Neuronal death has been associated with glutathione depletion in nerve cells (Abramov AY, et.al., 2003).

Glutathione is a very effective antioxidant. But, there is one problem. The body is producing less of it as we get older. We need more protection as we get older, not less.

There is, however, an effective way to supply glutathione to your cells, and that is by using S-Acetyl Glutathione.

S-Acetyl Glutathione is the only form of glutathione that has been found to get into the cells where it is needed (Caccaiatore I, et.al., 2010). This could provide you with valuable protection.


References:

Manoharan, S., Guillemin, G. J., Abiramasundari, R. S., Essa, M. M., Akbar, M., & Akbar, M. D. (2016). The role of reactive oxygen species in the pathogenesis of Alzheimer’s disease, Parkinson’s disease, and Huntington’s disease: a mini reviewOxidative medicine and cellular longevity2016.

Hroudová, J., Singh, N., & Fišar, Z. (2014). Mitochondrial dysfunctions in neurodegenerative diseases: relevance to Alzheimer’s diseaseBioMed research international2014.

Chen, X., Guo, C., & Kong, J. (2012). Oxidative stress in neurodegenerative diseasesNeural regeneration research7(5), 376.

Baldeiras, I., Santana, I., Proença, M. T., Garrucho, M. H., Pascoal, R., Rodrigues, A., … & Oliveira, C. R. (2008). Peripheral oxidative damage in mild cognitive impairment and mild Alzheimer’s disease. Journal of Alzheimer’s Disease15(1), 117-128.

Wang, J. Y., Wen, L. L., Huang, Y. N., Chen, Y. T., & Ku, M. C. (2006). Dual effects of antioxidants in neurodegeneration: direct neuroprotection against oxidative stress and indirect protection via suppression of gliamediated inflammation. Current pharmaceutical design12(27), 3521-3533.

Boyd‐Kimball, D., Sultana, R., Abdul, H. M., & Butterfield, D. A. (2005). γ‐glutamylcysteine ethyl ester‐induced up‐regulation of glutathione protects neurons against Aβ (1–42)‐mediated oxidative stress and neurotoxicity: Implications for Alzheimer’s disease. Journal of neuroscience research79(5), 700-706.


EFFECTIVE S-ACETYL GLUTATHIONE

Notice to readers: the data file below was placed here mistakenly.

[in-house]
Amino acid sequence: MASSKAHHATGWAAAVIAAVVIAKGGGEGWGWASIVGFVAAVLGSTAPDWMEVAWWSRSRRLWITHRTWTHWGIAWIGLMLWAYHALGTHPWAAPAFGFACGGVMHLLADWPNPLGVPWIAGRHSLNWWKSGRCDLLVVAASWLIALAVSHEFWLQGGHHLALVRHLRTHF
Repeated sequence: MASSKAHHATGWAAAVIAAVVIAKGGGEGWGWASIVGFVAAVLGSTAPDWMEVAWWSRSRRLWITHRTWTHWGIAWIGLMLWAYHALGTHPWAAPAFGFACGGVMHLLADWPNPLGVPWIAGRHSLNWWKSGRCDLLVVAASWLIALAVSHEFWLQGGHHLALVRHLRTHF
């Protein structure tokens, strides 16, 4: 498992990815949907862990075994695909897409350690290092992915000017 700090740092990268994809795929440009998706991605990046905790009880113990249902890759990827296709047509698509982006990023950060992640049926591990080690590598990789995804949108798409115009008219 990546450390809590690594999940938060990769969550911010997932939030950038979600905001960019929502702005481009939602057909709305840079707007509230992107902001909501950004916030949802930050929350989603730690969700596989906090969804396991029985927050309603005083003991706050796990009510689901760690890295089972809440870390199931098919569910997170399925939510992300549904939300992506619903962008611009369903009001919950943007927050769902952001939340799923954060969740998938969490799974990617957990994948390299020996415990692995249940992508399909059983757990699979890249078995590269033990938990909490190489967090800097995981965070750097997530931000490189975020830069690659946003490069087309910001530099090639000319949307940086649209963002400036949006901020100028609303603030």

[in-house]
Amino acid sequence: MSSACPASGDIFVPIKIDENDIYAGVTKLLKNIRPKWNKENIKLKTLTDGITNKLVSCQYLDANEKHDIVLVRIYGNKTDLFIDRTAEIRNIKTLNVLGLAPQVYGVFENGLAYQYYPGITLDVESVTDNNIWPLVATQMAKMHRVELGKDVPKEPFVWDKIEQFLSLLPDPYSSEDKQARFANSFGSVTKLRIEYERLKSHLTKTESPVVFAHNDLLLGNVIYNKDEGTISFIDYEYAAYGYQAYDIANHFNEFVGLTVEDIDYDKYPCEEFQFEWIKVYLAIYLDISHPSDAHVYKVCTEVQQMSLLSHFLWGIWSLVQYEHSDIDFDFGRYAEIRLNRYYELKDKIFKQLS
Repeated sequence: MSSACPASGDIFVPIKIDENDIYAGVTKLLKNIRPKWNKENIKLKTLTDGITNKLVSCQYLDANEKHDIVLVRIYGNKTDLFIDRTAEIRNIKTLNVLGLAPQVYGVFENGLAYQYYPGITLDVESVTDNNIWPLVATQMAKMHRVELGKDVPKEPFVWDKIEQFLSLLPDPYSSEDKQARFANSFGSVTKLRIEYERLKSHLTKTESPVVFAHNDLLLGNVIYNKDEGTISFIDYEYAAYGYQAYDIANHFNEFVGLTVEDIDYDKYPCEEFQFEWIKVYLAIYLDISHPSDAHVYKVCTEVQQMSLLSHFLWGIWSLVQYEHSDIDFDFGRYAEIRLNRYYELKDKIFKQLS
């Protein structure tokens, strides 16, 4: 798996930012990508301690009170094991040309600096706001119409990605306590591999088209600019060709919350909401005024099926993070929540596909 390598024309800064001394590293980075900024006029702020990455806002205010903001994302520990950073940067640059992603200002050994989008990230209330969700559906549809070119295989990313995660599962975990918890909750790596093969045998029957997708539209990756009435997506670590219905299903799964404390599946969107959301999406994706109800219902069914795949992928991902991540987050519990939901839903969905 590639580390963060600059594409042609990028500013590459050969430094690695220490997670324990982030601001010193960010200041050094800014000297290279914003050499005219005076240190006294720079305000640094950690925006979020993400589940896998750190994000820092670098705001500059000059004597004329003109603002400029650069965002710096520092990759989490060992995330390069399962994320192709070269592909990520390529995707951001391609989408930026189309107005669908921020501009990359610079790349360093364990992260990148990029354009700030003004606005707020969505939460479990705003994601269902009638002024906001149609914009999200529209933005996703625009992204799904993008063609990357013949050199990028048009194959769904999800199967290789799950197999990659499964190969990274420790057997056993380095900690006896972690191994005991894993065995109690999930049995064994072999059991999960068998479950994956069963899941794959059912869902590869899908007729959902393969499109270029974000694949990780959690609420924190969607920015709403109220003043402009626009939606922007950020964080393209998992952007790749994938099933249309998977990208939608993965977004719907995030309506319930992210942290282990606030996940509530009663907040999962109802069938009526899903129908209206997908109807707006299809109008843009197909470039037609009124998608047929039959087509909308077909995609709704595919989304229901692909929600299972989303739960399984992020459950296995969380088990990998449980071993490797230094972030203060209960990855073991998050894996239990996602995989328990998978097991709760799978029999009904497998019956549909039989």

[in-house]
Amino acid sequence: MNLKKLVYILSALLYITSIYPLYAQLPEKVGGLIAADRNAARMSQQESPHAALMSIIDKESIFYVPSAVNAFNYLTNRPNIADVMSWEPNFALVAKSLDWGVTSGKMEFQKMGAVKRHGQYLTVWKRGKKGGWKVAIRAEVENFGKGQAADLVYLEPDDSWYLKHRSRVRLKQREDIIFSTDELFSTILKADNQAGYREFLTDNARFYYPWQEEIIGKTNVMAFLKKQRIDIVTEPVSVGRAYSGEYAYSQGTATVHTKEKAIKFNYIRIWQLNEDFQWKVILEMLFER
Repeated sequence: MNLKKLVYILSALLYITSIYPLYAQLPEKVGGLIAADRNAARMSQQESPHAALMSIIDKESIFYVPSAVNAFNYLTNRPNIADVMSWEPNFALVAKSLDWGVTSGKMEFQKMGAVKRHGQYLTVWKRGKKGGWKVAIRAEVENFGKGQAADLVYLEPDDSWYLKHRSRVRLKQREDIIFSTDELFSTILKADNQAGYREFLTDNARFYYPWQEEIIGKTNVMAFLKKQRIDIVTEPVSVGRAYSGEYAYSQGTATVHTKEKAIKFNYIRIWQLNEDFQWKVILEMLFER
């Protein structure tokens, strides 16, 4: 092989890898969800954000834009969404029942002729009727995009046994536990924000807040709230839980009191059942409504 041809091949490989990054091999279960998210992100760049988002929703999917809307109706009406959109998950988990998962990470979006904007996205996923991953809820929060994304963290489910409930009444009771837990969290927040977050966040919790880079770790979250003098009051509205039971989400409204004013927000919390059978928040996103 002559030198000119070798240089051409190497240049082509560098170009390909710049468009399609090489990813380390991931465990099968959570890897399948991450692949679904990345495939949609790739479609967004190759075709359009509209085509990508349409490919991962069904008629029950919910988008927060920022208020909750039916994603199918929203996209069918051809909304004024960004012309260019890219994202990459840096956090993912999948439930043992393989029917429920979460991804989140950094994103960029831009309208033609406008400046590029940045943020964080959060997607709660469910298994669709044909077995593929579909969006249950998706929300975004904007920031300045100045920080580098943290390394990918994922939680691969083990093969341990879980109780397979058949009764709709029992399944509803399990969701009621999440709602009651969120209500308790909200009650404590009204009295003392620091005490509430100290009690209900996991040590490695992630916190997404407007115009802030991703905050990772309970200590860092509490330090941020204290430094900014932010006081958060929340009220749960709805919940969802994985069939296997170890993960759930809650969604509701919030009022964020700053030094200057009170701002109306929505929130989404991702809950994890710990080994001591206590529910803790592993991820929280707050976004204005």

Glutathione is your primary defense against aging.

It’s a very effective antioxidant that the body makes to protect itself from free radical damage (oxidative stress). You can take this to help repair cells that are damaged by stress, radiation, pollution, infection, and other illnesses.

Research has established increased oxidative damage from lipid peroxidation as well as protein, DNA and RNA oxidation in areas of the brain has as early events in Alzheimer’s disease (Markesberry WR, Lovell MA, 2007).

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Can Certain Food Cause Stress?

Posted by on 12:55 am Eating, Stress | 0 comments

Some people eat when they get stressed and nervous to calm themselves down, but can certain food cause stress?

That’s what this research investigated (Gibson EL, et.al., 1999).
Cortisol was measured in the saliva which means it was free cortisol, that’s the part of the hormone that will have an effect, since some are protein bound, and is not free to act on the tissue.

The cortisol was measured before and after a high protein (35% of total calories) meal and after a low protein(5% of total calories) meal in healthy participants.

The results showed a significant increase in cortisol after the high protein meal, but not after the low protein meal.

The increase in cortisol also correlated with poor psychological well-being.

Think of food as cell signaling compounds, they do a lot more than only provide energy.

A plant-based, vegan diet is low in protein, and this is one more reason why it makes good sense.

There has never been documented any benefits by eating more protein than we need, and research shows that we don’t need that much.

Reference:

Gibson, E. L., Checkley, S., Papadopoulos, A., Poon, L., Daley, S., & Wardle, J. (1999). Increased salivary cortisol reliably induced by a protein-rich midday meal. Psychosomatic medicine61(2), 214-224.

Learn To Eat Program:

Recommendations that work. Reduce stress with the food you eat. This is not a regular diet program.